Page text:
By: David Riahi
Some of our oldest and most popular books, playwrights, and movies have embodied the notion that our home is a special place, unlike any other. This is seen in The Odyssey, where the hero Odysseus embarks on a seemingly endless journey, battling Gods and defying death, for one simple reason- he wants to go home.But as we all know, “There is no place like home” and The Odyssey isn’t the only feature to make this message clear. It’s no surprise, we have a special value for our homes, philosophically, emotionally, and legally. In fact, as seminal caselaw shows, the right to exclude others from our property has been defined as one of the most paramount rights of our bundle of sticks that define property law. This right to exclusion solidifies our value of the property we own and our right to privacy. Further, it allows for a clear cut, and cost-effective way to handle property disputes.
As technology advanced, and air travel became common, we then needed to handle issues of airspace trespass. Old jurisprudence allowed us to own all land below our property, and all air above our property- but this caused a large impediment for air travel, so this framework was unworkable.Had such a framework continued, aircraft owners, the federal government, and airlines would all have had to obtain easements from private property owners to fly over their land, no matter how high they were.Needless to say, this would be a costly operation method that would cripple air travel. This resulted in the creation of a “navigable airspace” which allowed airspace to be considered public domain if the use was above 500 feet.This navigable airspace allowed for the growing use of aircrafts to function uninterrupted by the private interests of landowners. However, since the law was unclear on what property rights landowners can exercise below 500 feet of airspace, landowners were then faced with different issues- drones.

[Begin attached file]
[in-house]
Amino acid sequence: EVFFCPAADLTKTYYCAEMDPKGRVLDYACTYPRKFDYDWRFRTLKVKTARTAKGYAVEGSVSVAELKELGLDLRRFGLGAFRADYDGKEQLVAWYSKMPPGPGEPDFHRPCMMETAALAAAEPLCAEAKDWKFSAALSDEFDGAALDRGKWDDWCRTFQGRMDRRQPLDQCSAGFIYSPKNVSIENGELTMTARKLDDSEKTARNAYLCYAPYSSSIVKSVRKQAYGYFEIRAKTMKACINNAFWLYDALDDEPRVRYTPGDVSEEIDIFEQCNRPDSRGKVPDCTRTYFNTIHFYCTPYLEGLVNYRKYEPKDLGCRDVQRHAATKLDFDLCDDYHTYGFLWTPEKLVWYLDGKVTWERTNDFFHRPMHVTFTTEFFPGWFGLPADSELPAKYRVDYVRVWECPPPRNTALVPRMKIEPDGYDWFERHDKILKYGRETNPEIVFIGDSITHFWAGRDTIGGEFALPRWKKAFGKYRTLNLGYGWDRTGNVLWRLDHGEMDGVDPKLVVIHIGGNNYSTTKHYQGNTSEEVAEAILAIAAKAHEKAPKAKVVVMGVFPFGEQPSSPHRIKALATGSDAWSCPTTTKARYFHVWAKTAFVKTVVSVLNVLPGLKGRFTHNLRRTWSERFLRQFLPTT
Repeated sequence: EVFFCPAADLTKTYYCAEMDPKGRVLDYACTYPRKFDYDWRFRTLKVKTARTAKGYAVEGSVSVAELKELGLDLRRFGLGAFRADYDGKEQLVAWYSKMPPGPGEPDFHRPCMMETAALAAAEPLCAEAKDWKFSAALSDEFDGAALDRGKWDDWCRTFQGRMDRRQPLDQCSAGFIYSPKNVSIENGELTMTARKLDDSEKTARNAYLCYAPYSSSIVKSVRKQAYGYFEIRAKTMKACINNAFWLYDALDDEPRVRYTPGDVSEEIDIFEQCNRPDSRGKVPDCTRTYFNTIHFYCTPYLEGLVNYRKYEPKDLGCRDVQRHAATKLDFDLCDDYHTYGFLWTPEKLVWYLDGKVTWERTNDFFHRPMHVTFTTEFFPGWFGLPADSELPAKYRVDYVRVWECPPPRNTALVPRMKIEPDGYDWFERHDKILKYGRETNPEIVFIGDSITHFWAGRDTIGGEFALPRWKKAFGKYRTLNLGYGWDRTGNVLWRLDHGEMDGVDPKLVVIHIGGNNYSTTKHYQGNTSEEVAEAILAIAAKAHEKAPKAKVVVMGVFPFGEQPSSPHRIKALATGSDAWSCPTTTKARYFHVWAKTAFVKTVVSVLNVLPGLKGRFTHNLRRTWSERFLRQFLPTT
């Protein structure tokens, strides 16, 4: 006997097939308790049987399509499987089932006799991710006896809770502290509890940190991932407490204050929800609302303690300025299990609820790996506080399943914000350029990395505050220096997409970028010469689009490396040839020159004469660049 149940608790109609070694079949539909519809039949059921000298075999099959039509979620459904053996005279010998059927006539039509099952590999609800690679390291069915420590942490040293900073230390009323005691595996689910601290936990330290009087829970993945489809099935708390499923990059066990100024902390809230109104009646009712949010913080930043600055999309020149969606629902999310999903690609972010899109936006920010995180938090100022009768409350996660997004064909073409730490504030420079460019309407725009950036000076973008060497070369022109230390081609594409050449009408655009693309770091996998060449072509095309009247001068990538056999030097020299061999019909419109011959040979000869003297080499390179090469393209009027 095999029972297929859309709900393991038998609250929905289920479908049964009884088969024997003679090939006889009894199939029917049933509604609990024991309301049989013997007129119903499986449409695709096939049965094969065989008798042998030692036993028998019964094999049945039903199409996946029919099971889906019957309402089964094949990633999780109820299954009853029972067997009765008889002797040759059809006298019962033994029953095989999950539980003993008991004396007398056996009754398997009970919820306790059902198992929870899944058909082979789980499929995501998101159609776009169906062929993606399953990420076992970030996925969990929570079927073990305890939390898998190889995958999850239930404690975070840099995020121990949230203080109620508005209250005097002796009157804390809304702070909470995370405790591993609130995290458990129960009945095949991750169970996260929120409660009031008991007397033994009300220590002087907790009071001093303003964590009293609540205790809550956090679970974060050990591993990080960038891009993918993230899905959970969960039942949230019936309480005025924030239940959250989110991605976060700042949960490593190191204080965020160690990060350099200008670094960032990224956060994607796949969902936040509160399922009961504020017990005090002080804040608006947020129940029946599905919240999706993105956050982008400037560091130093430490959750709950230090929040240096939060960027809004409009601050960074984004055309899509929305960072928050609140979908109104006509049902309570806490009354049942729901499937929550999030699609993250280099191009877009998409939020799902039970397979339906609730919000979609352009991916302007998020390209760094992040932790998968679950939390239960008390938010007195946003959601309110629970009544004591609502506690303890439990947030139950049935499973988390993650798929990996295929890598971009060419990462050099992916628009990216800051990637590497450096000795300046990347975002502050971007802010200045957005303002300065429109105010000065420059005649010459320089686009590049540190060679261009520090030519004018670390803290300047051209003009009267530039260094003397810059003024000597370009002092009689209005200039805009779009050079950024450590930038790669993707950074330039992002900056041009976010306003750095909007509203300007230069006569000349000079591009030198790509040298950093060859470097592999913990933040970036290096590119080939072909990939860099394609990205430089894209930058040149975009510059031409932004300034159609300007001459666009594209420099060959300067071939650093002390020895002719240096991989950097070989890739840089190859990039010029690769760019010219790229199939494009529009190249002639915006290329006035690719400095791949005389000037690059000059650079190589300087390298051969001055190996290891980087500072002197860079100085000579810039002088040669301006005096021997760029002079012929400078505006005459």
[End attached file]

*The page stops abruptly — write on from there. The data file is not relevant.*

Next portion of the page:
Drones pose a new set of murky issues to be decided by the courts. Drones bring a host of issues as they can fly at a low altitude, take off from almost anywhere, are relatively inexpensive, are available to the public, and can be purchased with high resolution recording devices attached to them. Although drones are an innovation that allows for recreation, scientific development, and research, they frequently invade areas below the navigable airspace and pose a right to privacy issue.
Legislation is largely unsettled in this area. Some scholars, such as Professor Troy Rule, have made recommendations that the law should embrace our right to exclude up to the navigable airway. Such a recommendation illuminates the benefits of the exclusionary rule. If states adopted this rule, not only is one of our most cherished rights in our bundle of sticks solidified, but resolution of disputes below the navigable airway would become quicker, easier, and cheaper.
However, only time will tell if the our long-cherished value of “home” will win the day and make way for an exclusionary-based rule for airspace use below 500 feet. Given out rapid advance and availability of air technology, our traditional notions of privacy and property ownership may be further compromised for a larger purpose.
See Troy A. Rule, Airspace in an Age of Drones, 95 B.U. L. REv. 155, 174 (2015). Citing, Cnty. of Westchester v. Town of Greenwich, Conn., 793 F. Supp. 1195, 1204 (S.D.N.Y. 1992), rev’d sub nom. Cnty. of Westchester, N.Y. v. Comm’r of Transp., 9 F.3d 242 (2d Cir. 1993)
AIR L. & COM. 157, 161 (1990).